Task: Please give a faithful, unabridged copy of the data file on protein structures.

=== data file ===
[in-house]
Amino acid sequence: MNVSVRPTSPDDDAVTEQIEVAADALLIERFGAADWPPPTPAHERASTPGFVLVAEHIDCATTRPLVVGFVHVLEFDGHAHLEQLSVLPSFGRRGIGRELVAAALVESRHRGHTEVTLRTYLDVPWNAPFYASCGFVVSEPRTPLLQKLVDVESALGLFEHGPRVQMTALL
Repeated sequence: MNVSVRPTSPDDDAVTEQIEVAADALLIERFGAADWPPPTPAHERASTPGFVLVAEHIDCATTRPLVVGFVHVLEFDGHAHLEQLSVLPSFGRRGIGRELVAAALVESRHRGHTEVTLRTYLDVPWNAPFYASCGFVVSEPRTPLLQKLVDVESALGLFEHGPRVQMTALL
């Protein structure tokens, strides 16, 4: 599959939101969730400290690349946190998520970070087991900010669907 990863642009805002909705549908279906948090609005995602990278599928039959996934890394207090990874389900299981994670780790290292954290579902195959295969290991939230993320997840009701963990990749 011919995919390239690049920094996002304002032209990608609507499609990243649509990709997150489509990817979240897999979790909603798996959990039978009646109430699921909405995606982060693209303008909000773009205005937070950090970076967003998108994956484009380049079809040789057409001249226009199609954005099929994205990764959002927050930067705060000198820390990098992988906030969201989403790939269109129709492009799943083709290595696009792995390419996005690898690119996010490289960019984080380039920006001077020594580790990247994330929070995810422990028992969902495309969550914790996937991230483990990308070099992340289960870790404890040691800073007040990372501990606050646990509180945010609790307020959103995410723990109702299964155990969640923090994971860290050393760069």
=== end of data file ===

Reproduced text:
[in-house]
Amino acid sequence: MNVSVRPTSPDDDAVTEQIEVAADALLIERFGAADWPPPTPAHERASTPGFVLVAEHIDCATTRPLVVGFVHVLEFDGHAHLEQLSVLPSFGRRGIGRELVAAALVESRHRGHTEVTLRTYLDVPWNAPFYASCGFVVSEPRTPLLQKLVDVESALGLFEHGPRVQMTALL
Repeated sequence: MNVSVRPTSPDDDAVTEQIEVAADALLIERFGAADWPPPTPAHERASTPGFVLVAEHIDCATTRPLVVGFVHVLEFDGHAHLEQLSVLPSFGRRGIGRELVAAALVESRHRGHTEVTLRTYLDVPWNAPFYASCGFVVSEPRTPLLQKLVDVESALGLFEHGPRVQMTALL
């Protein structure tokens, strides 16, 4: 599959939101969730400290690349946190998520970070087991900010669907 990863642009805002909705549908279906948090609005995602990278599928039959996934890394207090990874389900299981994670780790290292954290579902195959295969290991939230993320997840009701963990990749 011919995919390239690049920094996002304002032209990608609507499609990243649509990709997150489509990817979240897999979790909603798996959990039978009646109430699921909405995606982060693209303008909000773009205005937070950090970076967003998108994956484009380049079809040789057409001249226009199609954005099929994205990764959002927050930067705060000198820390990098992988906030969201989403790939269109129709492009799943083709290595696009792995390419996005690898690119996010490289960019984080380039920006001077020594580790990247994330929070995810422990028992969902495309969550914790996937991230483990990308070099992340289960870790404890040691800073007040990372501990606050646990509180945010609790307020959103995410723990109702299964155990969640923090994971860290050393760069």